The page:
Friday and today have been dedicated to The Purge, where I have eviscerated my own collections of clothes and books and, for most of today, my children’s toys.
This weeding of playthings happens on a fairly regular basis, almost seasonally, and one would think this meant my children would have a very modest assortment of toys. One would be wrong. They breed, these toys, and it doesn’t seem to matter what kind of toys I or others give them. They could be lovely, handcrafted, wooden goodies or they could be cheapo plastic trinkets from Happy Meals – they multiply and drive me insane.
But today, today I vowed that this issue would be no more, or at least not as vicious as it has been in the past. Have I made this vow before? Well, yes, but this time I really mean it. And the difference between this time and the last (and the one before that, and the one before that…), is that every last one of the toys they have left has its own spot. No more are we haphazardly dropping things into a basket or bag (unless it’s one of multiples, such as M.’s magnetic blocks or E.’s numerous dolls). Everything has a spot and everything must be returned to it’s spot when play is completed. I feel like this “everything has a spot” concept is going to work well. Fingers crossed.
E. and M. were gone for most of the day, so when they came home, they noticed the change immediately, and were pleased.
“We can see all our toys!” M. told me.
“Everything looks so beautiful!” E. was quick to say.
There’s nothing quite like small children for instant gratification when you clean.
One of my favorite parenting books is Simplicity Parenting by Kim Jon Payne. The biggest thing that has stuck with me from the book was how children will play more and be more engaged if they have fewer toys. M. sort of encapsulated this with his, “We can see all our toys!” comment. They can see what they have and more easily make a choice in what to play with, rather than becoming overwhelmed and then claiming boredom. Kids don’t need loads and loads of things to entertain themselves, as any parent knows if they’ve watched their children entertain themselves with empty boxes and sticks far longer than anyone would have anticipated.
As I go through paring down my own belongings and now at least a few (trash bags worth) of my children’s, my goal, I’m realizing, is to just simplify my life a bit more. If you know me or have followed this blog a bit, you might know that I’ve got a bit on my plate. Simplification has become necessary to my survival at this point. I don’t have time to fuss around with everyone’s junk. I’ve got a life to live, for goodness sake!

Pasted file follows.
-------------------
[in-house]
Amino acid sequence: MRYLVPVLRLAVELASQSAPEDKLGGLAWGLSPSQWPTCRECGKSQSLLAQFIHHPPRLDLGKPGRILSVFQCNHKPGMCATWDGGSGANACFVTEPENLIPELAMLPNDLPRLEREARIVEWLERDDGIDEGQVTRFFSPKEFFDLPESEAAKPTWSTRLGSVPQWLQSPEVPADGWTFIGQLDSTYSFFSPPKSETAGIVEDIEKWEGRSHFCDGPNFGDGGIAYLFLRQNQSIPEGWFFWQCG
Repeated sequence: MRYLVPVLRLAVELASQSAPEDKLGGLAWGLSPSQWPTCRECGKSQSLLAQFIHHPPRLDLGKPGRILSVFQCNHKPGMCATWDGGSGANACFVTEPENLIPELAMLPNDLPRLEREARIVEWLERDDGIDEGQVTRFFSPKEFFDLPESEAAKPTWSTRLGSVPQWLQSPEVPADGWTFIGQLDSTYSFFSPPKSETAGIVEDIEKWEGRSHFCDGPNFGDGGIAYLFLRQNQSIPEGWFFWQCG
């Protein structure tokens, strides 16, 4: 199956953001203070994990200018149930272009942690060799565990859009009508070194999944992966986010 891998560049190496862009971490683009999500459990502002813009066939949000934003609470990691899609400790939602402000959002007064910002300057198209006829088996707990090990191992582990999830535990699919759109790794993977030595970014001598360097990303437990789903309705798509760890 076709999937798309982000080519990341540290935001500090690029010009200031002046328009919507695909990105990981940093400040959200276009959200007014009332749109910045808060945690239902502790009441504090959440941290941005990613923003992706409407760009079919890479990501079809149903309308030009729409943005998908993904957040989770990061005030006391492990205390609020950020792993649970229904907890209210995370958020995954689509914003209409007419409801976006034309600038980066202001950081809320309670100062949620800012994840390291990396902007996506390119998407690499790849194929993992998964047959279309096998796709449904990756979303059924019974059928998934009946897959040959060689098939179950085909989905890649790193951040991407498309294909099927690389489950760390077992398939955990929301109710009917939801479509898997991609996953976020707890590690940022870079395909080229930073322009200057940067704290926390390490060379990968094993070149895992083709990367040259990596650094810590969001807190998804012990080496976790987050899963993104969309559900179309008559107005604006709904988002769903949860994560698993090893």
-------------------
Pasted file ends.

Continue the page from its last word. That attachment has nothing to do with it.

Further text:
I’ve had this idea of simplifying my life rattling around for a little while now. Initially, it might have been a one off kind of deal; I’m into it for a little while and then I drop it as I turn back to my old ways and the desire to have more and be more (whatever that means). As it turns out, I really am interested in simplifying my life and that drive to have “stuff” and materially present to the world in a certain way is starting to dissipate. Are there moments where I still very much want particular (“luxury”, over-priced, albeit beautiful) things? Oh, gosh yes. But those moments are coming at longer and longer intervals and that craving is lasting for shorter and shorter periods of time.
I’m dreaming now of chicken coops and baby chicks (literally dreamt of this just last night) instead of Chanel bags and swanky hotel stays. I’m wondering about how many more clothes I can eliminate from my drawers rather than perusing the online aisles of various clothing stores. There are still things I want, but they serve a practical, spiritual, or creative purpose. As I slow down and stop bringing so much stuff into my home and begin to move quite a bit out, I realize that if I do choose to purchase something, I want it to have a purpose and add to my family’s quality of life.
It’s interesting how these big ideas grow from such small acts. I’ve often found my whole world changes when I do the smallest of things.